'Disruptive, lacking in economic sense'

Updated: 2013-06-18 07:24

By He Wei (China Daily)

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The intention of the TPP is to form a treaty that opens up service trade, investment, intellectual property rights and other areas of economic and political interest. But the US has complicated things in a way that will make it more of a political bloc, he said.

Tan referred to a study that referenced the dwindling importance of the US to ASEAN economies in terms of trade and production. His research indicated that US influence in the region had severely dropped over the past 20 years.

"When Singapore says it needs more US engagement in the region, we are calling for economic integration, as Singapore wishes to diversify its investment portfolio and lessen its dependence on China for the sake of asset security. But we don't want to see a contrived encirclement of China," he said.

A case in point is the participation of Vietnam, said Tan, a nation that is even further away than China from meeting the TPP standards.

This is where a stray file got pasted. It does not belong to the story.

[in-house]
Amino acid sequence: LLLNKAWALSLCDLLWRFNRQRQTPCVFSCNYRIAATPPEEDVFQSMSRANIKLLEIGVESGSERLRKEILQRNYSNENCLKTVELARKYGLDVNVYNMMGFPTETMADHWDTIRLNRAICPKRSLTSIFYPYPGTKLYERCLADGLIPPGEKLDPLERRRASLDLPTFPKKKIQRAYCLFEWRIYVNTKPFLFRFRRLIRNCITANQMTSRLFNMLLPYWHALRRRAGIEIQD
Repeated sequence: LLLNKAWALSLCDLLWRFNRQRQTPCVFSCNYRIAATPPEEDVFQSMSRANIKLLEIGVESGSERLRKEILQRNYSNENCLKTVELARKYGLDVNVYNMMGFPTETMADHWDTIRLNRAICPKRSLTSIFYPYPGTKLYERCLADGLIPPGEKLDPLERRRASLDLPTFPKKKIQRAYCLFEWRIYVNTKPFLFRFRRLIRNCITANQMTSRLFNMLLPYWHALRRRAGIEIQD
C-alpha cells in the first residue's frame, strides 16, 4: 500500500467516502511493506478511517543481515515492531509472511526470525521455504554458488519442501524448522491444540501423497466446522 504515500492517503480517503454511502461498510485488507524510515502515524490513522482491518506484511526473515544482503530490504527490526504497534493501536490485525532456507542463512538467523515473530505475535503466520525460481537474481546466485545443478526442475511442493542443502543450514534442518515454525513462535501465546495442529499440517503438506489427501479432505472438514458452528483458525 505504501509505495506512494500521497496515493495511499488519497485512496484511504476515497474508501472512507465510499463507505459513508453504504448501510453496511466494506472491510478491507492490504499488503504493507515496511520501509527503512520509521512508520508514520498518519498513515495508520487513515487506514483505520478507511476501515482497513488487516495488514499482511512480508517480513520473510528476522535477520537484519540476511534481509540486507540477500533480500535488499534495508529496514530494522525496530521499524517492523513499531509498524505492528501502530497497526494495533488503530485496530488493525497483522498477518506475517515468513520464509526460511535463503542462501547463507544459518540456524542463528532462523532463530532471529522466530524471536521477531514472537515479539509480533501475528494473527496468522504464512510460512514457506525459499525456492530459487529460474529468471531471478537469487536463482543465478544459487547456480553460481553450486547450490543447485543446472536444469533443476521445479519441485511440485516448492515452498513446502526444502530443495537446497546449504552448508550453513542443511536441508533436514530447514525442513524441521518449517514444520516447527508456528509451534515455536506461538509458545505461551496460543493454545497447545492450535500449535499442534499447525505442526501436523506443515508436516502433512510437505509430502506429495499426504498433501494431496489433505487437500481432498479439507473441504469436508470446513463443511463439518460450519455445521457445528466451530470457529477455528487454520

"No one will say it out loud, but the US is simply trying to bring in more nations that are hostile toward China over geographic or maritime disputes," he said.

The unstated goal of the TPP is to create a "high-level" trade agreement that excludes the world's second-largest economy, said Lin Guijun, an economist and vice-president of the University of International Business and Economics in Beijing.

Lin said the TPP is, in essence, a "disruptive" arrangement that lacks economic sense. He argued that most of the TPP participants are not key players along the Asian production line, and that they also lack comparative advantages among themselves.

"For example, we see both Japan and South Korea in the talks. Since the two countries largely have overlapping comparative edges, it is not a wise choice for them to be under the same framework," he said.

"That is a big club to be barred to Chinese entry," said Financial Times columnist David Pilling, who noted that the TPP may represent about 40 percent of annual global gross domestic product and one-third of world trade.

He said one of the rationales is to turn back the clock to trade policies that existed before China's 2001 accession to the World Trade Organization.

"The view that China is a freeloader and a cheat rather ignores the fact that today's advanced economies -- including Britain, the US and Japan -- all pursued rampantly mercantilist policies during their take-off phases. But there you have it," he said.

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